Wilhelm Ripl: You see, I have been quite controversial in our countries, because finding out that nature is acting in a hierarchic, adaptive way, and our laws and our science, it is a sectoral way, er, sectoral thing where everybody makes his own paradigm and this is not working. So I tried to tell our nature conservancy people that in the first you have to have water in place and then you can think about ecology. It doesn't make any sense if you're talking about fish species in the whole thing, not having water. The water is disappearing. But this is very difficult, even in our country, to make these people clear.
Wilhelm Ripl: Our nature conservancy people are trained to protect objects, to protect species and not the function of nature, but for functionality of nature, for cooling this planet to the right temperature, and for damping this temperature so that we have the right temperature span which is required for all organisms, we need this water. And that's what Peter found out and that's what I found out, that we have a hierarchy. We have the energy, and by dissipating this energy, we are doing this with water, to evaporate water to get this water back and to do all other things water can do. So it is very important that these water cycles are functioning and then we can think how we are dealing with our organisms. But er, the laws are protecting those people and making this.. putting those people in work who are protecting just something, and it's very important to eliminate in nature all the time.
Wilhelm Ripl: It's very important in the process of nature that nature can eliminate randomness, and we are introducing this randomness by putting energy in the landscape by our big tractors, by our er, nutrients, artificial nutrients, by herbicides and pesticides. And so this doesn't fit together with the process nature, and for this reason, we get contradictory results.
Wilhelm Ripl: I have seen this proof by having er.. he implemented wetlands there where it was quite dry, and I already seen this this time when I came here, I thought it is amazing in a landscape where you couldn't see any green spot anymore, you could see the green plants. And he explained how he managed those green plants, and this time it had multiplied, his idea, and we saw several spots and there we saw quite the progress in his work and er, the progress in keeping water back in the landscape and not discarding it as quick as possible to the sea. And we saw that we need this natural cooling and the water distillation in the trees and not accumulating salt by irrigation work. So I think that we have practically no alternative to this what's Peter doing. If you call it natural sequence farming, or whatever you call it, you have to retain the water in the landscape and you have to make this evaporation, the condensation process, the cooling process, you have to implement it again, due to vegetation in the landscape. And you have to control this water cycle so that water comes back in place. And this only comes back in place if you have a good cooled landscape. If it's overheated, and if you get increasing hotspots, you are exporting your water, that's just what you do in Australia, that you are losing water to the sea and never get it back again. It's very important that you now use a.. vegetation cover as a cooling cover and er, getting, by the high heat capacity of the vegetation, back the clouds over Australia and get a little more rainfall. This is a very tedious work, however. but you see, if you act as nature, that everybody makes growing cool spots, you will have success.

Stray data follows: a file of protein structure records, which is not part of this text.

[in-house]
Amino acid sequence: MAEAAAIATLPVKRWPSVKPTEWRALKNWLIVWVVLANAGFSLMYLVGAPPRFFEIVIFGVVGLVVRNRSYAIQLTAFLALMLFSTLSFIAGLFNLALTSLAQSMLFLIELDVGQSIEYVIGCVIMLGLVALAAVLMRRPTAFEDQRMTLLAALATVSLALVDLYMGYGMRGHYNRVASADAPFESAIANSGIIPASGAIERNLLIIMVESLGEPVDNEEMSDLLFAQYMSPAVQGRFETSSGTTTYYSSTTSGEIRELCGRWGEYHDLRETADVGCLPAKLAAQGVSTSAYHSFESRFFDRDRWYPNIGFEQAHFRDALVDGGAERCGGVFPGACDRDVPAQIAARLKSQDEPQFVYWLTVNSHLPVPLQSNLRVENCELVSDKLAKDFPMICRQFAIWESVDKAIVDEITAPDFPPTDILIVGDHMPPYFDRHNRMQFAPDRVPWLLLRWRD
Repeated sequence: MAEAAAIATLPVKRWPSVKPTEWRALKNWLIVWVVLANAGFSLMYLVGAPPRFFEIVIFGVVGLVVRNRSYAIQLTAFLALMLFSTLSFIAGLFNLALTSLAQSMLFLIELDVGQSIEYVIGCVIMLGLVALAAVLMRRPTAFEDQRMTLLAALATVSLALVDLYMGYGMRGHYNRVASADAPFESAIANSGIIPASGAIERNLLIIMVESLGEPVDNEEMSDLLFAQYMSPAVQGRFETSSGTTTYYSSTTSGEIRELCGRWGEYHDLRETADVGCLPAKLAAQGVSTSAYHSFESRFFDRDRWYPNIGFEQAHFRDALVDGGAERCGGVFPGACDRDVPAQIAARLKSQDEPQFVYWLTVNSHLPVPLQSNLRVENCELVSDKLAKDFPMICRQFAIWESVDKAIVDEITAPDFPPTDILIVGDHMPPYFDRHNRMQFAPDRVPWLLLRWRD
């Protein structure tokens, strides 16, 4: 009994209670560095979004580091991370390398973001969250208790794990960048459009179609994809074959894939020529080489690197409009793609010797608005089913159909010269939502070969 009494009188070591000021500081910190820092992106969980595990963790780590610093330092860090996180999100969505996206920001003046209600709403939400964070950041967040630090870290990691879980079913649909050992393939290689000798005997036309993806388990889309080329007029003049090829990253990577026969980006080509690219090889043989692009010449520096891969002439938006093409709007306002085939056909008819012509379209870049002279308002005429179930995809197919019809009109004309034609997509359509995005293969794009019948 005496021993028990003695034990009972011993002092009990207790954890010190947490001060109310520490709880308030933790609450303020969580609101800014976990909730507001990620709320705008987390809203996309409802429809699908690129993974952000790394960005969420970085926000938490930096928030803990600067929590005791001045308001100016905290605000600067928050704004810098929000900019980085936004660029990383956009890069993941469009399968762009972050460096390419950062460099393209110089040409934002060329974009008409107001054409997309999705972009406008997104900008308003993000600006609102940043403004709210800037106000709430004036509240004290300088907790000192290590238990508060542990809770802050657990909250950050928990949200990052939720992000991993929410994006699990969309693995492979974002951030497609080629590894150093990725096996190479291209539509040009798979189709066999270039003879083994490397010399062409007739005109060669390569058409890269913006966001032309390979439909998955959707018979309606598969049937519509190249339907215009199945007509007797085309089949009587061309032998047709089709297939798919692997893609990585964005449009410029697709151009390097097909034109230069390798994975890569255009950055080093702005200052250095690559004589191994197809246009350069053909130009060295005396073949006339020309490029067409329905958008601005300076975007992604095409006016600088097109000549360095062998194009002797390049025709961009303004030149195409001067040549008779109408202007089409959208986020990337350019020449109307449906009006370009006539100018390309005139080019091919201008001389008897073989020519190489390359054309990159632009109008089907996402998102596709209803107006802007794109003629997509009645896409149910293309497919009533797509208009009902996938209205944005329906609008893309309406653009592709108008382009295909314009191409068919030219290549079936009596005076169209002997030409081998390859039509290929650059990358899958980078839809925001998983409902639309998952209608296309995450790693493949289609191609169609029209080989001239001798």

Wilhelm Ripl:Peter Andrews has looked at the whole landscape. He's looked at the organisms, he has looked at the water running and the water distribution, and he has looked at the basic processes in landscape. You see, our landscape, it's not just having your little mountains, all our landscape, even in Australia where you have a lack of water, the landscape was formed by the water. All weathering products, all this has the water in interaction with the solid stuff, which happened here just a little before it happened in Europe. However, it is a hydromorphic landscape, and this hydromorphic landscape you have to study as a whole, in a holistic way. And this Peter Andrews did.